Is Outrage Over the Monsanto Protection Act a Turning Point for the Food Movement?

FILE - This Aug. 31, 2011 photo, shows the Monsanto corporate logo at their exhibit booth during the Farm Progress Show, in D
FILE - This Aug. 31, 2011 photo, shows the Monsanto corporate logo at their exhibit booth during the Farm Progress Show, in Decatur, Ill. Monsanto Co. said Wednesday, April 4, 2012 that a strong and early U.S. seed selling season drove its fiscal second quarter net income up 19 percent. The U.S. agricultural giant also raised its earnings outlook for the full year. (AP Photo/Seth Perlman)

In March, when I first wrote about how the biotech rider -- called the Monsanto Protection Act by its vocal opponents -- undercut the constitutional concept of separation of powers, it seemed hardly anyone (other than the usual advocacy groups) was paying attention. But then a lot of people got mad, really mad.

Within a few short weeks the issue exploded in the mainstream media, with the surest sign the issue had hit the big time being (what else?) coverage by The Daily Show (hilariously titled, "You Stuck What Where?"). Another indication was outrage even from a Tea Party blogger.

Quick refresher: Biotech companies have to get permission from the U.S. Department of Agriculture to plant new genetically-engineered crops. In recent years, groups such as the Center for Food Safety have been gaining traction by filing lawsuits challenging federal approval, thereby stopping some novel crops from being planted when courts agreed that USDA failed to conduct proper environmental oversight.

Enter the biotech rider, an unprecedented end-run around such court decisions. The law -- conveniently snuck into the must-pass budget bill -- requires USDA to ignore a court order and allow the planting of new genetically engineered crops while the agency conducts further review, after which time it's likely too late to undo any harm. It would be like the Food and Drug Administration saying to food makers: go ahead and put those potentially dangerous food additives on the market while we keep studying them to see if they make people sick. (Okay, we do that too but only because we don't have laws against it.)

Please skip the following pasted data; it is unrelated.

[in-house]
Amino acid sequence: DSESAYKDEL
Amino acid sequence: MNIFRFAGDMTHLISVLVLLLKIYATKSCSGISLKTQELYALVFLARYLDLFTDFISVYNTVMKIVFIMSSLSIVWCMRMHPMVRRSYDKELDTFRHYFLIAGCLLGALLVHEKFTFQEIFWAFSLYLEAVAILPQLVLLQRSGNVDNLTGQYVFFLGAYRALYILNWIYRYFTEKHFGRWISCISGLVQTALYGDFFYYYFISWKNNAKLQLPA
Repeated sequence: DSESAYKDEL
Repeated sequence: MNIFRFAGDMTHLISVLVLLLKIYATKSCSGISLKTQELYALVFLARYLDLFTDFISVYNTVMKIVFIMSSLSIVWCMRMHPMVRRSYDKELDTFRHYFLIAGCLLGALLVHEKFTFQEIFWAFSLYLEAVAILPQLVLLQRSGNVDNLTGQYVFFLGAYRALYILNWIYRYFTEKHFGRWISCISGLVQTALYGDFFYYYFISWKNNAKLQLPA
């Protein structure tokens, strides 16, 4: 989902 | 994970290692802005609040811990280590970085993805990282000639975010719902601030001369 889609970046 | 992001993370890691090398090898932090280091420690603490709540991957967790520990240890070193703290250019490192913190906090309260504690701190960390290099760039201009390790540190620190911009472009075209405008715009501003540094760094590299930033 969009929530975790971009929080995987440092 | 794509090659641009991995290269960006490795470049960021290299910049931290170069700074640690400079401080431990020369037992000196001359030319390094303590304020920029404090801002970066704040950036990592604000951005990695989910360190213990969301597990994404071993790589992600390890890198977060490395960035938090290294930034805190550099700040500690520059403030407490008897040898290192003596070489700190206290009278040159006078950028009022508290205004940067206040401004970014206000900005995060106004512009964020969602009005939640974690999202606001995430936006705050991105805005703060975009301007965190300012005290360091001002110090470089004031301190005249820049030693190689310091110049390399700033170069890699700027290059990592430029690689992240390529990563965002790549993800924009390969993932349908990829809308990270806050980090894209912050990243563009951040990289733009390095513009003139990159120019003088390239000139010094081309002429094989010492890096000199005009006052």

Despite political cynicism running at sky-high levels, this corporate power grab sent many people over the edge, like a collective yell of, "I am mad as hell and am not going to take it anymore." But it didn't happen by accident. It took hard grassroots efforts of groups like Food Democracy Now! to take this issue to its constituents, raise bloody hell over it, and demand accountability from our elected representatives, that got this story to break through.

The Iowa-based group (comprised of two staff) delivered more than 300,000 petitions of outrage to Washington, D.C. They also started calling the measure the "Monsanto Protection Act" -- a smart use of framing to get attention, as "biotech rider" wasn't cutting it. Dave Murphy, executive director of Food Democracy Now! explains: